The U.S. Department of Justice yesterday issued a statement describing the guilty plea of Zuckerman Spaeder client Kassim Tajideen that misleadingly linked Mr. Tajideen to financial support of Hezbollah. As DOJ well knows, Mr. Tajideen was never charged with funding of Hezbollah and his guilty plea, by the government’s admission and by the Court’s acknowledgment, had nothing to do with Hezbollah.
The DOJ release mentioned Hezbollah 13 times. Among other things, it quoted a DEA agent as stating that the plea is “the latest example of DEA’s recent successes against Hezbollah’s global criminal support network.” It is one thing for the Department to congratulate itself on a litigation victory. It is quite another for it to claim that this case in any way affects Hezbollah. This indictment was not about Hezbollah or the financing of Hezbollah. The DOJ lawyer responsible for the case specifically stated, on the record in open court, that “The Court is not going to hear the government come in and say your Honor, the defendant is a supporter of Hezbollah or words to that effect at sentencing.”
The prosecutor’s comment was an affirmative statement that, although the original indictment mentioned Hezbollah, it did not actually charge Mr. Tajideen with financial or other ties to the organization. When Mr. Tajideen asked for facts or documents that supported the reference to Hezbollah, the government steadfastly refused to produce any, insisting that they were irrelevant. Still, after Mr. Tajideen’s repeated demands, DOJ removed all references to Hezbollah from a superseding indictment and agreed it would make no argument that Mr. Tajideen was a supporter of Hezbollah.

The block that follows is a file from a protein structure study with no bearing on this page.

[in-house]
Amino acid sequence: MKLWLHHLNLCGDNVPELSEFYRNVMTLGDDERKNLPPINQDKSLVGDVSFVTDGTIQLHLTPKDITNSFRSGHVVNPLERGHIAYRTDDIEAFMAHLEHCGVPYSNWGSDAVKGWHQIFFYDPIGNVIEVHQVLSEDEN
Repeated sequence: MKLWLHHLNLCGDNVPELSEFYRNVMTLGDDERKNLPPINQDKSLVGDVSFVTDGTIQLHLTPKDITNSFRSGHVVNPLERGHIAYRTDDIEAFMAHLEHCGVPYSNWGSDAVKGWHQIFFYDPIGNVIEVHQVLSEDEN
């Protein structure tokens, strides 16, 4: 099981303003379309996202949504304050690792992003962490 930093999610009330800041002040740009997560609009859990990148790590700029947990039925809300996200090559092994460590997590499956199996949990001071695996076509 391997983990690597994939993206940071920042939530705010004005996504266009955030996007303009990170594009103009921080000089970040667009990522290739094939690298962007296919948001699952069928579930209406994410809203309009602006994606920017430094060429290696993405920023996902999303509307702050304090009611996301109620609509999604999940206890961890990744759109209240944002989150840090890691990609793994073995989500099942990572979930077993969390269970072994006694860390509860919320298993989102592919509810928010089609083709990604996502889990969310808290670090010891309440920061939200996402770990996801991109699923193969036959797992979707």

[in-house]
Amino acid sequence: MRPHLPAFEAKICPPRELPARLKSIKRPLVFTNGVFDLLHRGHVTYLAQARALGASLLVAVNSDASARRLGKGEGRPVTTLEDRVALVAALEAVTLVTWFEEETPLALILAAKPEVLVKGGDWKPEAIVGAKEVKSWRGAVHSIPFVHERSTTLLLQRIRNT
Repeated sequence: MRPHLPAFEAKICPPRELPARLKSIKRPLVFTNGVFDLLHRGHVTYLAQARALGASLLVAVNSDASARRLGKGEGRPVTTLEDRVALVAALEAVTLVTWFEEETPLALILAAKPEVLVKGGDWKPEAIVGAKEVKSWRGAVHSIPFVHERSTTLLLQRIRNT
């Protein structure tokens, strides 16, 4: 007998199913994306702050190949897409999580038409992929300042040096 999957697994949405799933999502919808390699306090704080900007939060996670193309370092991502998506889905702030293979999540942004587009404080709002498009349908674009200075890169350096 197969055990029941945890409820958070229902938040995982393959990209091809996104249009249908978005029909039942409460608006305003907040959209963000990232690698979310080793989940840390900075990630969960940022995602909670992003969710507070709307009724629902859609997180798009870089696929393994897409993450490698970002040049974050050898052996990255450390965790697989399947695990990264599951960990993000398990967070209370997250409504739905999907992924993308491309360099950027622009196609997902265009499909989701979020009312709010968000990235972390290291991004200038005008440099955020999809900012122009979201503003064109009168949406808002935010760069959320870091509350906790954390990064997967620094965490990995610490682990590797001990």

Mr. Tajideen pleaded guilty to what he admitted, that is wiring money to United States companies as part of commercial transactions (i.e., the purchase of frozen chicken from suppliers in the United States) while he was included, wrongly in his opinion, on an OFAC list. Mr. Tajideen wanted to prove that his designation on the list was wrong, but the government thwarted those efforts, arguing successfully to the court that Mr. Tajideen was not entitled to evidence of whether the designation was correct or to contest the designation in the case. The resulting charges were highly technical and had nothing to do with the funding of terrorist groups. Specifically, as the government explained to the court, its theory was that Mr. Tajideen did business with U.S. companies without the U.S. companies’ first obtaining a license. Mr. Tajideen, who had been held without bail for a year and a half, ultimately determined that accepting a plea to one of these technical charges was warranted.
It is important that the public understand the truth about this case and not be misinformed, as some apparently have been, that Mr. Tajideen was charged with and admitted to funding Hezbollah or otherwise aiding terrorism.